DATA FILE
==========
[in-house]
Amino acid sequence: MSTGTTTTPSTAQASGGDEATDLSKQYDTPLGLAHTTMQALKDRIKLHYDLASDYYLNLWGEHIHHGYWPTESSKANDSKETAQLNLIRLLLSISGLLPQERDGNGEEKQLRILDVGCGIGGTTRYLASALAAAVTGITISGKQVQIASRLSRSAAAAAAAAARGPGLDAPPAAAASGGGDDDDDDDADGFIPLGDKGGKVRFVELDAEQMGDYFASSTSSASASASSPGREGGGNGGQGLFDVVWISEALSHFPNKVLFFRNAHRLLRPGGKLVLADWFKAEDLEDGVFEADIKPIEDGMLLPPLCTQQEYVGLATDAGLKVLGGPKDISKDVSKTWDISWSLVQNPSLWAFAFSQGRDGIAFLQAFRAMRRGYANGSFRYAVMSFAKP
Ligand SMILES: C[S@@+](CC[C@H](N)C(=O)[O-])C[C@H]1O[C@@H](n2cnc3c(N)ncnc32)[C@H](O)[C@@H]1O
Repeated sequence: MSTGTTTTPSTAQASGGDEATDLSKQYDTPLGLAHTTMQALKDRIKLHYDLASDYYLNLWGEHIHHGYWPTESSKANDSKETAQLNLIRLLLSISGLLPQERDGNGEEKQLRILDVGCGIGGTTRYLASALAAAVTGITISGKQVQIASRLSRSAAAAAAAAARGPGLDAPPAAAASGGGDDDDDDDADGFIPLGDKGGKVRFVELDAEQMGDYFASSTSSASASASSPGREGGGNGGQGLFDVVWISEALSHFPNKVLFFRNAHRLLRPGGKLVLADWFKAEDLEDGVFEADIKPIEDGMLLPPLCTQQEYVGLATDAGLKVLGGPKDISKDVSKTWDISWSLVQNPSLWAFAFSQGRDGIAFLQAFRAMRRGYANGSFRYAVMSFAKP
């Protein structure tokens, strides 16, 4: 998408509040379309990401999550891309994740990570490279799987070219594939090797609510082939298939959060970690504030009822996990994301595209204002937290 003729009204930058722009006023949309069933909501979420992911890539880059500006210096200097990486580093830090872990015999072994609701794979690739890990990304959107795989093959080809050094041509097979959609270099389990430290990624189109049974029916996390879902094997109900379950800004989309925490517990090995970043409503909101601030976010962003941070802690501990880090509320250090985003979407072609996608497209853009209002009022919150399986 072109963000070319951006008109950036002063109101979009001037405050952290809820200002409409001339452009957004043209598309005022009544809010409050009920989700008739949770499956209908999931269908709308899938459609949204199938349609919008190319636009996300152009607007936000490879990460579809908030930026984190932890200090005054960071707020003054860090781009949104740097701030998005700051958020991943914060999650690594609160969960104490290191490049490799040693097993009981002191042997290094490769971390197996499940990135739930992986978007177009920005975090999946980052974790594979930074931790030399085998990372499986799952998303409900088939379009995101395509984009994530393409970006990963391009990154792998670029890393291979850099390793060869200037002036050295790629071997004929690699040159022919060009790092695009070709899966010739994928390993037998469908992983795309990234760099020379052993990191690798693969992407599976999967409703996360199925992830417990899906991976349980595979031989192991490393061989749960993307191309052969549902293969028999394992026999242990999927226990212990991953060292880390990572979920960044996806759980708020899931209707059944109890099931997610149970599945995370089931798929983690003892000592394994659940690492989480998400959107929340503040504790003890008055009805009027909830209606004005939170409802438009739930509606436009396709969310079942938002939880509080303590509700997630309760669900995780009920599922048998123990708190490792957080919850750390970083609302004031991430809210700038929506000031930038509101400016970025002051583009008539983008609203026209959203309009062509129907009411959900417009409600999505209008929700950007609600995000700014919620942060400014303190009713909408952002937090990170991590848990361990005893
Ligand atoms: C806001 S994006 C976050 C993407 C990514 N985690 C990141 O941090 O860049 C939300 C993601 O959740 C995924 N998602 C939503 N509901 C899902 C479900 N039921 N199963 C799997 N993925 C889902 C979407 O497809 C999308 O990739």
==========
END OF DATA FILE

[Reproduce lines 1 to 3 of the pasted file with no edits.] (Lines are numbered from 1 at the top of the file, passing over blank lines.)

[in-house]
Amino acid sequence: MSTGTTTTPSTAQASGGDEATDLSKQYDTPLGLAHTTMQALKDRIKLHYDLASDYYLNLWGEHIHHGYWPTESSKANDSKETAQLNLIRLLLSISGLLPQERDGNGEEKQLRILDVGCGIGGTTRYLASALAAAVTGITISGKQVQIASRLSRSAAAAAAAAARGPGLDAPPAAAASGGGDDDDDDDADGFIPLGDKGGKVRFVELDAEQMGDYFASSTSSASASASSPGREGGGNGGQGLFDVVWISEALSHFPNKVLFFRNAHRLLRPGGKLVLADWFKAEDLEDGVFEADIKPIEDGMLLPPLCTQQEYVGLATDAGLKVLGGPKDISKDVSKTWDISWSLVQNPSLWAFAFSQGRDGIAFLQAFRAMRRGYANGSFRYAVMSFAKP
Ligand SMILES: C[S@@+](CC[C@H](N)C(=O)[O-])C[C@H]1O[C@@H](n2cnc3c(N)ncnc32)[C@H](O)[C@@H]1O